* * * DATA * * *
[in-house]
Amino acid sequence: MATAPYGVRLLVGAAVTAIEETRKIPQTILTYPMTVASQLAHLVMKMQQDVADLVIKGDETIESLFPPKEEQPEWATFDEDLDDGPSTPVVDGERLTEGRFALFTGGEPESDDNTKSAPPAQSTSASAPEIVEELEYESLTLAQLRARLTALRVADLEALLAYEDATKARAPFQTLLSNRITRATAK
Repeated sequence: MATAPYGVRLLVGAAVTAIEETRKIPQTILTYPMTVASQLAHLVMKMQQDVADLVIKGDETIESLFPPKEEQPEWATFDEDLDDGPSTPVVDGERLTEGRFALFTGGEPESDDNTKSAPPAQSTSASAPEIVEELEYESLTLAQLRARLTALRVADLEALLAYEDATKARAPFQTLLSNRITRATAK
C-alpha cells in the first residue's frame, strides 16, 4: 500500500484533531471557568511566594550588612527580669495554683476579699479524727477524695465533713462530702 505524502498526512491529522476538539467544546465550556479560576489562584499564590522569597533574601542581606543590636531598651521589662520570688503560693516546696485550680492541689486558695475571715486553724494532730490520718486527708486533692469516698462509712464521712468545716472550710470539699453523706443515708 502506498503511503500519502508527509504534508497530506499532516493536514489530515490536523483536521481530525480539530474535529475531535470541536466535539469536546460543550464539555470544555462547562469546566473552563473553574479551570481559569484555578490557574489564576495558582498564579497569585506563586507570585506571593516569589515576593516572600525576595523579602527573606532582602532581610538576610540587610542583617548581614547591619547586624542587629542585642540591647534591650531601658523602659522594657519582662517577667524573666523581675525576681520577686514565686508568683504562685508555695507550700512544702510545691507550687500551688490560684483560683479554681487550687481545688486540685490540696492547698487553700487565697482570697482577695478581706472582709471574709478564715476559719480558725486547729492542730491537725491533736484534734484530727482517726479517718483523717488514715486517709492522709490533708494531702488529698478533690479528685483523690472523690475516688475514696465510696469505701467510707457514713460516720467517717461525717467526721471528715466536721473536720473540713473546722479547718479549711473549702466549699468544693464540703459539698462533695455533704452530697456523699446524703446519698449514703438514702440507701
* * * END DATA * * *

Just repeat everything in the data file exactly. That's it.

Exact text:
[in-house]
Amino acid sequence: MATAPYGVRLLVGAAVTAIEETRKIPQTILTYPMTVASQLAHLVMKMQQDVADLVIKGDETIESLFPPKEEQPEWATFDEDLDDGPSTPVVDGERLTEGRFALFTGGEPESDDNTKSAPPAQSTSASAPEIVEELEYESLTLAQLRARLTALRVADLEALLAYEDATKARAPFQTLLSNRITRATAK
Repeated sequence: MATAPYGVRLLVGAAVTAIEETRKIPQTILTYPMTVASQLAHLVMKMQQDVADLVIKGDETIESLFPPKEEQPEWATFDEDLDDGPSTPVVDGERLTEGRFALFTGGEPESDDNTKSAPPAQSTSASAPEIVEELEYESLTLAQLRARLTALRVADLEALLAYEDATKARAPFQTLLSNRITRATAK
C-alpha cells in the first residue's frame, strides 16, 4: 500500500484533531471557568511566594550588612527580669495554683476579699479524727477524695465533713462530702 505524502498526512491529522476538539467544546465550556479560576489562584499564590522569597533574601542581606543590636531598651521589662520570688503560693516546696485550680492541689486558695475571715486553724494532730490520718486527708486533692469516698462509712464521712468545716472550710470539699453523706443515708 502506498503511503500519502508527509504534508497530506499532516493536514489530515490536523483536521481530525480539530474535529475531535470541536466535539469536546460543550464539555470544555462547562469546566473552563473553574479551570481559569484555578490557574489564576495558582498564579497569585506563586507570585506571593516569589515576593516572600525576595523579602527573606532582602532581610538576610540587610542583617548581614547591619547586624542587629542585642540591647534591650531601658523602659522594657519582662517577667524573666523581675525576681520577686514565686508568683504562685508555695507550700512544702510545691507550687500551688490560684483560683479554681487550687481545688486540685490540696492547698487553700487565697482570697482577695478581706472582709471574709478564715476559719480558725486547729492542730491537725491533736484534734484530727482517726479517718483523717488514715486517709492522709490533708494531702488529698478533690479528685483523690472523690475516688475514696465510696469505701467510707457514713460516720467517717461525717467526721471528715466536721473536720473540713473546722479547718479549711473549702466549699468544693464540703459539698462533695455533704452530697456523699446524703446519698449514703438514702440507701